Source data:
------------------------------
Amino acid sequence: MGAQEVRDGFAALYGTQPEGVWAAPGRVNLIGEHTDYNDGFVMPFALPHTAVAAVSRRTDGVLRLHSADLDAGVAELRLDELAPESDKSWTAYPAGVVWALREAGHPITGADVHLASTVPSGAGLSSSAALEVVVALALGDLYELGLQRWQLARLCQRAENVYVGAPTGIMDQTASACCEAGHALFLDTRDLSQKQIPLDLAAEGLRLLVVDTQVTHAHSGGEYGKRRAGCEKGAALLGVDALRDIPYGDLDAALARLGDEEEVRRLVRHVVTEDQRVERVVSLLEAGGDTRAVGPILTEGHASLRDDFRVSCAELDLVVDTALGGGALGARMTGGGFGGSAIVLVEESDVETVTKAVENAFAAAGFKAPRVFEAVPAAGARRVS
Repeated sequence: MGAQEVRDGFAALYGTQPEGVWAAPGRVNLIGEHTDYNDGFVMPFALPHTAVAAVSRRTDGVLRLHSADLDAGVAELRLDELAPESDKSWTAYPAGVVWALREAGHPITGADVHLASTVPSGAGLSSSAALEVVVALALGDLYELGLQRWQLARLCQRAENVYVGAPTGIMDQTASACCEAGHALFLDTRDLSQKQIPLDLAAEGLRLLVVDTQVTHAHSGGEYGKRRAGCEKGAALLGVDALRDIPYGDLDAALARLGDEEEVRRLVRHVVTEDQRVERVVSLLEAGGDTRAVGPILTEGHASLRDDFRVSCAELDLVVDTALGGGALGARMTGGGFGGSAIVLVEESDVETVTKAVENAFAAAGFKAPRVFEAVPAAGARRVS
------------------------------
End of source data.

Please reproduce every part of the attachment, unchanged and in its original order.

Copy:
Amino acid sequence: MGAQEVRDGFAALYGTQPEGVWAAPGRVNLIGEHTDYNDGFVMPFALPHTAVAAVSRRTDGVLRLHSADLDAGVAELRLDELAPESDKSWTAYPAGVVWALREAGHPITGADVHLASTVPSGAGLSSSAALEVVVALALGDLYELGLQRWQLARLCQRAENVYVGAPTGIMDQTASACCEAGHALFLDTRDLSQKQIPLDLAAEGLRLLVVDTQVTHAHSGGEYGKRRAGCEKGAALLGVDALRDIPYGDLDAALARLGDEEEVRRLVRHVVTEDQRVERVVSLLEAGGDTRAVGPILTEGHASLRDDFRVSCAELDLVVDTALGGGALGARMTGGGFGGSAIVLVEESDVETVTKAVENAFAAAGFKAPRVFEAVPAAGARRVS
Repeated sequence: MGAQEVRDGFAALYGTQPEGVWAAPGRVNLIGEHTDYNDGFVMPFALPHTAVAAVSRRTDGVLRLHSADLDAGVAELRLDELAPESDKSWTAYPAGVVWALREAGHPITGADVHLASTVPSGAGLSSSAALEVVVALALGDLYELGLQRWQLARLCQRAENVYVGAPTGIMDQTASACCEAGHALFLDTRDLSQKQIPLDLAAEGLRLLVVDTQVTHAHSGGEYGKRRAGCEKGAALLGVDALRDIPYGDLDAALARLGDEEEVRRLVRHVVTEDQRVERVVSLLEAGGDTRAVGPILTEGHASLRDDFRVSCAELDLVVDTALGGGALGARMTGGGFGGSAIVLVEESDVETVTKAVENAFAAAGFKAPRVFEAVPAAGARRVS